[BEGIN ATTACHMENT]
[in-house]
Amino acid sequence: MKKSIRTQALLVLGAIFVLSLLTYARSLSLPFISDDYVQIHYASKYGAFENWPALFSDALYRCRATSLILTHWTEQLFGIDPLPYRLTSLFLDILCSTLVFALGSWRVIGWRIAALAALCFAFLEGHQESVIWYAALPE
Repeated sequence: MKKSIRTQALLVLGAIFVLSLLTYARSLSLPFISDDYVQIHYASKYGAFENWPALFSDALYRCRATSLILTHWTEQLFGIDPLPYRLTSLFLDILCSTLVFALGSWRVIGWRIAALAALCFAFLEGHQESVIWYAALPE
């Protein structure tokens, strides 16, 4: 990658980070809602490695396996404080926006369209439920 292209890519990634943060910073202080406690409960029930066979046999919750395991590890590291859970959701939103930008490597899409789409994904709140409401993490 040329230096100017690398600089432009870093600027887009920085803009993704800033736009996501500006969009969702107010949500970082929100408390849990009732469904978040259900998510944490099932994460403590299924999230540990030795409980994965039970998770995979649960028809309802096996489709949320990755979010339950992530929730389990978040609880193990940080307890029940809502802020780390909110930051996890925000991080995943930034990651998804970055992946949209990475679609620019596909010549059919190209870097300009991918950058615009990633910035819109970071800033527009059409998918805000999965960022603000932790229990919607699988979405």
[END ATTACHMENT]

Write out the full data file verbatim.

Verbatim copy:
[in-house]
Amino acid sequence: MKKSIRTQALLVLGAIFVLSLLTYARSLSLPFISDDYVQIHYASKYGAFENWPALFSDALYRCRATSLILTHWTEQLFGIDPLPYRLTSLFLDILCSTLVFALGSWRVIGWRIAALAALCFAFLEGHQESVIWYAALPE
Repeated sequence: MKKSIRTQALLVLGAIFVLSLLTYARSLSLPFISDDYVQIHYASKYGAFENWPALFSDALYRCRATSLILTHWTEQLFGIDPLPYRLTSLFLDILCSTLVFALGSWRVIGWRIAALAALCFAFLEGHQESVIWYAALPE
């Protein structure tokens, strides 16, 4: 990658980070809602490695396996404080926006369209439920 292209890519990634943060910073202080406690409960029930066979046999919750395991590890590291859970959701939103930008490597899409789409994904709140409401993490 040329230096100017690398600089432009870093600027887009920085803009993704800033736009996501500006969009969702107010949500970082929100408390849990009732469904978040259900998510944490099932994460403590299924999230540990030795409980994965039970998770995979649960028809309802096996489709949320990755979010339950992530929730389990978040609880193990940080307890029940809502802020780390909110930051996890925000991080995943930034990651998804970055992946949209990475679609620019596909010549059919190209870097300009991918950058615009990633910035819109970071800033527009059409998918805000999965960022603000932790229990919607699988979405």